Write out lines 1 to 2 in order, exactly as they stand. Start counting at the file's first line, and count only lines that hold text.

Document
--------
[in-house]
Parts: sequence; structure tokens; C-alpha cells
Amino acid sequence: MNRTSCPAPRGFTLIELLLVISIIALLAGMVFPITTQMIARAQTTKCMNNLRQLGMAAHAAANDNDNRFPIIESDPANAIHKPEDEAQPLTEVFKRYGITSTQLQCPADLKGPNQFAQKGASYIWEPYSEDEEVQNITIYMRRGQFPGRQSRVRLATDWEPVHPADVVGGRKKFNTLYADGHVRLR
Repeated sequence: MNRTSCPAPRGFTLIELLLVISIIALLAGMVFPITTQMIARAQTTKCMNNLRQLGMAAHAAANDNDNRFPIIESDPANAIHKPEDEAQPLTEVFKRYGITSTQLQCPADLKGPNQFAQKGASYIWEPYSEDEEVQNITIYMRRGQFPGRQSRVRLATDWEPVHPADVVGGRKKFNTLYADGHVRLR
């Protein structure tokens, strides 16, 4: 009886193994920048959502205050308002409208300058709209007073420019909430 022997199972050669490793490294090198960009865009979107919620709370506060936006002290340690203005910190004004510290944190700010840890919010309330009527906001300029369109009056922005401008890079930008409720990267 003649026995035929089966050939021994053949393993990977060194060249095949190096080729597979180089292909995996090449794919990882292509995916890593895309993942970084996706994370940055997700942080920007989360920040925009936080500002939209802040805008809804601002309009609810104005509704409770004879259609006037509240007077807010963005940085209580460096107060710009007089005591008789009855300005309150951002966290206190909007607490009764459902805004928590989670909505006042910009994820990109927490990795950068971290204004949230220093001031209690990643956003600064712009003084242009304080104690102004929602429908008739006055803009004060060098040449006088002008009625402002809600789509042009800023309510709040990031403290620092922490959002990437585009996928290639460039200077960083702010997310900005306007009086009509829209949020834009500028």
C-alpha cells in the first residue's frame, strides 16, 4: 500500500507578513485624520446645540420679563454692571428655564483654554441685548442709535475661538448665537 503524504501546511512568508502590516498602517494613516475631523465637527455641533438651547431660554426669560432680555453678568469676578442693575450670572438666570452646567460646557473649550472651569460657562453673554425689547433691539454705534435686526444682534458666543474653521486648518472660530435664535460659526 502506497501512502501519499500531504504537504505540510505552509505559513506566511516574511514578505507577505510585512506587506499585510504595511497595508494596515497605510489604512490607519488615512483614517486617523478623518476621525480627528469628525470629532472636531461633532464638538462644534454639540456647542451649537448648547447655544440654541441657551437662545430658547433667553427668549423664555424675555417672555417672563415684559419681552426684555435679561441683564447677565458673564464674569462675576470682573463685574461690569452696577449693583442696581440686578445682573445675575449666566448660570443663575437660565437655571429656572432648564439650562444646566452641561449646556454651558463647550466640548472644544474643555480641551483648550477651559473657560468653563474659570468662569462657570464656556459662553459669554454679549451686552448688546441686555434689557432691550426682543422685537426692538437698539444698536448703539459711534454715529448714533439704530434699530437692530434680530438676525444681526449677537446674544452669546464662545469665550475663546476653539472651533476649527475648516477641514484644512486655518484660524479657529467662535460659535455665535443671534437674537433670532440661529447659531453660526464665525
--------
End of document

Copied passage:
[in-house]
Parts: sequence; structure tokens; C-alpha cells